Ginkgo Biloba

The Ginkgo Biloba tree (also called the Maidenhair tree) is a living relic that only survives in the wild in a small region of China. This unique tree that can grow to large proportions is now cultivated in many urban areas around the world as an ornamental and shade tree.
The Ginkgo has one of the most unique leaf shapes of all trees. This makes it very easy to identify if you ever come across one. There are also Ginkgo leaf fossils where you can easily make out this leaf shape.
I found this large Ginkgo tree in the "Fuente de Berro" park in Madrid, Spain. The lowest branches are so large that the tree is almost as wide as it is tall.
The new leaves grow out of short stems that grow along the length of the branches. It appears as though these stems grow longer year by year.
I came back to this tree in mid september and discovered that it was bearing ripe fruits. I had never seen these fruits before so I was quite excited to find a few hanging on the branch as well as a few laying on the ground among the fallen leaves. The fruits are round and about 3 cm in diameter.
I cut open one of the fruits that I found on the ground. Under the smooth skin was a layer of soft flesh similar in consistency to a apricot. Beneath this was a rather large seed (considering the size of the fruit). This seed was about 2 cm long and 1.5 cm wide.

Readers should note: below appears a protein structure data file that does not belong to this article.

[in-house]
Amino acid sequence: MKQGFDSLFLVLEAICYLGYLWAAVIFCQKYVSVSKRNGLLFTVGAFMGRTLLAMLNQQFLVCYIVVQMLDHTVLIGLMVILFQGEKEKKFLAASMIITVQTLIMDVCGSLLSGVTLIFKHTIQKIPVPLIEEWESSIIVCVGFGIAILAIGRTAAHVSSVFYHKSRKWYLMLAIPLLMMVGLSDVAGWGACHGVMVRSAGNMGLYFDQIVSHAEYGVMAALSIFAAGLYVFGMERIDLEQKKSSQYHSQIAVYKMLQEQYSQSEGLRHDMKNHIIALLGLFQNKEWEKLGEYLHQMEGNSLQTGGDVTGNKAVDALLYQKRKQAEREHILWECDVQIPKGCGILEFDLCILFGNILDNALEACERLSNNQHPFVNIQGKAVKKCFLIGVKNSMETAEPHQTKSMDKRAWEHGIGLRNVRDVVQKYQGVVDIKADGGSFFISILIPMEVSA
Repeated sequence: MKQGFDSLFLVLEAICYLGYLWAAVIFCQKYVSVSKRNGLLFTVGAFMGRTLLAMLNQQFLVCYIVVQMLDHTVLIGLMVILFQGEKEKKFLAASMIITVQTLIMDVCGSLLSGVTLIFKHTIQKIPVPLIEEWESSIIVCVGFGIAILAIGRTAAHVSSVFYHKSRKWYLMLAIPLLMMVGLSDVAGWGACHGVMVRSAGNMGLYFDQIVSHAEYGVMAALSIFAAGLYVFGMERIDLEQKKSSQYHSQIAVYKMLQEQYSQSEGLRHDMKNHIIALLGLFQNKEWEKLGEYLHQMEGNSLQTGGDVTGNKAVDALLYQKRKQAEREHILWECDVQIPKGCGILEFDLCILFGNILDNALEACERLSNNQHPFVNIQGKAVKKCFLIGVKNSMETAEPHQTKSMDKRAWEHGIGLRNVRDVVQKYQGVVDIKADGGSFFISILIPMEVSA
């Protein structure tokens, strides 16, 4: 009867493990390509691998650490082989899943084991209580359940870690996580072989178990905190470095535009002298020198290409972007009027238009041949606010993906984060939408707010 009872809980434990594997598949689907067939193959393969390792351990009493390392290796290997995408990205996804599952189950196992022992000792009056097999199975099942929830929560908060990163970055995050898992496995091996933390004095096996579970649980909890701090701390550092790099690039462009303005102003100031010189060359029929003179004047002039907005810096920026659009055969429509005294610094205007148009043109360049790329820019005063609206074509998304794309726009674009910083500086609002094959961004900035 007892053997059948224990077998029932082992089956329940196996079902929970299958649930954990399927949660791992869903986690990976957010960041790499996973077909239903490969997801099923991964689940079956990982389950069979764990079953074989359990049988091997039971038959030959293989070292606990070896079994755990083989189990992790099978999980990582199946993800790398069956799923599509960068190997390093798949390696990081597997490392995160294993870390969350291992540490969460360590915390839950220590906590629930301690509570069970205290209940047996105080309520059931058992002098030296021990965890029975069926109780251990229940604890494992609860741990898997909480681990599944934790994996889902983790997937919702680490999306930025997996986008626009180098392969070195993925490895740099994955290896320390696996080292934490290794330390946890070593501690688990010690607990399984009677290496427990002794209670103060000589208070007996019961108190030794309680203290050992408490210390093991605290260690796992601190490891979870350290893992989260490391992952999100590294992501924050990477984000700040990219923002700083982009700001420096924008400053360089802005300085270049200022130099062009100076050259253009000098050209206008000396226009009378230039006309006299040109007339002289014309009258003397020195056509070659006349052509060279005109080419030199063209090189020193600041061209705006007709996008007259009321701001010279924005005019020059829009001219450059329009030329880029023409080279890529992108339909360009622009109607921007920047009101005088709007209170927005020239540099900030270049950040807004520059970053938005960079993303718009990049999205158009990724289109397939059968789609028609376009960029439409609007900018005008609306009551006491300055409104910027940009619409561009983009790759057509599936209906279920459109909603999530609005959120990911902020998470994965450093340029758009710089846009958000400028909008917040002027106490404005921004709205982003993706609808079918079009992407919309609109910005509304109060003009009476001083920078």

The seed itself had a hard shell that encased a softer core. In the picture below you can see the whole fruit, half a fruit without the seed, the seed shell and the soft inner part of the seed.


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  3. Gingo are gymnosperms and do not have fruits. The fleshy part is merely a seed coating.

  4. it's GingKo...not gingo idiot....don't try and correct someone if you can't even spell correctly.....btw....the fruit of the tree smells like cat shit in the fall

  5. The correct spelling is neither "Gingo" nor "Gingko" but rather "Ginkgo Biloba" and yes it is considered to be a gymnosperm and has such technically speaking does not have a "fruit" but rather a seed with a soft fleshy coating. My description was more of a hands on layman´s terms as any normal person who came across these seeds would call them "fruits".

  6. there are many Ginkgo in Auckland New Zealand where I live - and many bear fruit during Autumn. Because the tree is often planted in public parks, the large population of people here with Chinese inheritance frequently gather the fruit as it falls. In my daughter's school there are several, very large ginkgo which bear fruit. The kids call them the 'stinko trees' because of the very strong smell, which persists after the fruit has fallen. Despite this, these trees are marvellous - to look at, and for their wonderful bounty of nature. We are lucky to have them.

  7. can you use the fruit (or what ever they are called) for some thing? & do they fruit at what age?